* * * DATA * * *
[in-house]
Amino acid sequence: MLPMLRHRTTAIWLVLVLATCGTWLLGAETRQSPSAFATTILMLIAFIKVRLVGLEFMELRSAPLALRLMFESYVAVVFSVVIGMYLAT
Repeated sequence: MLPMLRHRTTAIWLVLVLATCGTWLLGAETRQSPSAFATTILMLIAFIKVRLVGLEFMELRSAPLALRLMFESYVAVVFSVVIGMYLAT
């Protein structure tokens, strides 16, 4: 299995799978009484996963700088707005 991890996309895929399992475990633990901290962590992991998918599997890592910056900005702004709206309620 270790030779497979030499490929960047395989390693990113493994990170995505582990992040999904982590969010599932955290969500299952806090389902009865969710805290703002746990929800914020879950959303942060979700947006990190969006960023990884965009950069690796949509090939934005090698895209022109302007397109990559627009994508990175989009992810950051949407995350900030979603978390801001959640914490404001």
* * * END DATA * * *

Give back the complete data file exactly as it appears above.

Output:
[in-house]
Amino acid sequence: MLPMLRHRTTAIWLVLVLATCGTWLLGAETRQSPSAFATTILMLIAFIKVRLVGLEFMELRSAPLALRLMFESYVAVVFSVVIGMYLAT
Repeated sequence: MLPMLRHRTTAIWLVLVLATCGTWLLGAETRQSPSAFATTILMLIAFIKVRLVGLEFMELRSAPLALRLMFESYVAVVFSVVIGMYLAT
């Protein structure tokens, strides 16, 4: 299995799978009484996963700088707005 991890996309895929399992475990633990901290962590992991998918599997890592910056900005702004709206309620 270790030779497979030499490929960047395989390693990113493994990170995505582990992040999904982590969010599932955290969500299952806090389902009865969710805290703002746990929800914020879950959303942060979700947006990190969006960023990884965009950069690796949509090939934005090698895209022109302007397109990559627009994508990175989009992810950051949407995350900030979603978390801001959640914490404001």